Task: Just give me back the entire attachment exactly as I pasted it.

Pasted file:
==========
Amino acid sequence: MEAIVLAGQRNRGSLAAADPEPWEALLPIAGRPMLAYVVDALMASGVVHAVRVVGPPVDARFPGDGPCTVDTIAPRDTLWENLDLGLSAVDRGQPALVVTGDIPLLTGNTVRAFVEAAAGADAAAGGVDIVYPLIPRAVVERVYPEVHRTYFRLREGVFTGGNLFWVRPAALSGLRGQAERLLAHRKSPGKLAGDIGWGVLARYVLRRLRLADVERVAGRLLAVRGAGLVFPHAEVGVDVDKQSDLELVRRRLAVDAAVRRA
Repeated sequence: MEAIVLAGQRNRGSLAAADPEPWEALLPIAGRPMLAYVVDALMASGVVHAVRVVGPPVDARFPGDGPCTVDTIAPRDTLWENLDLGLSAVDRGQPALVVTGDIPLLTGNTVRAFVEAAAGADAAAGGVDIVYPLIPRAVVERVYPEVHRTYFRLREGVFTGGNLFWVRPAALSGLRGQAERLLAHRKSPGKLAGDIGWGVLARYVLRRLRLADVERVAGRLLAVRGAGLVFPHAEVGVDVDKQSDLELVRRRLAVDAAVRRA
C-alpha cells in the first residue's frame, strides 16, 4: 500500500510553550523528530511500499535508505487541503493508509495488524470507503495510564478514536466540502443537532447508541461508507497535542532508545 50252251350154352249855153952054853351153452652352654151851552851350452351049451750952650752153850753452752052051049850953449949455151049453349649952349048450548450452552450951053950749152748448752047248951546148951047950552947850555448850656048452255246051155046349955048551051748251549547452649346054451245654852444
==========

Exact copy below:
Amino acid sequence: MEAIVLAGQRNRGSLAAADPEPWEALLPIAGRPMLAYVVDALMASGVVHAVRVVGPPVDARFPGDGPCTVDTIAPRDTLWENLDLGLSAVDRGQPALVVTGDIPLLTGNTVRAFVEAAAGADAAAGGVDIVYPLIPRAVVERVYPEVHRTYFRLREGVFTGGNLFWVRPAALSGLRGQAERLLAHRKSPGKLAGDIGWGVLARYVLRRLRLADVERVAGRLLAVRGAGLVFPHAEVGVDVDKQSDLELVRRRLAVDAAVRRA
Repeated sequence: MEAIVLAGQRNRGSLAAADPEPWEALLPIAGRPMLAYVVDALMASGVVHAVRVVGPPVDARFPGDGPCTVDTIAPRDTLWENLDLGLSAVDRGQPALVVTGDIPLLTGNTVRAFVEAAAGADAAAGGVDIVYPLIPRAVVERVYPEVHRTYFRLREGVFTGGNLFWVRPAALSGLRGQAERLLAHRKSPGKLAGDIGWGVLARYVLRRLRLADVERVAGRLLAVRGAGLVFPHAEVGVDVDKQSDLELVRRRLAVDAAVRRA
C-alpha cells in the first residue's frame, strides 16, 4: 500500500510553550523528530511500499535508505487541503493508509495488524470507503495510564478514536466540502443537532447508541461508507497535542532508545 50252251350154352249855153952054853351153452652352654151851552851350452351049451750952650752153850753452752052051049850953449949455151049453349649952349048450548450452552450951053950749152748448752047248951546148951047950552947850555448850656048452255246051155046349955048551051748251549547452649346054451245654852444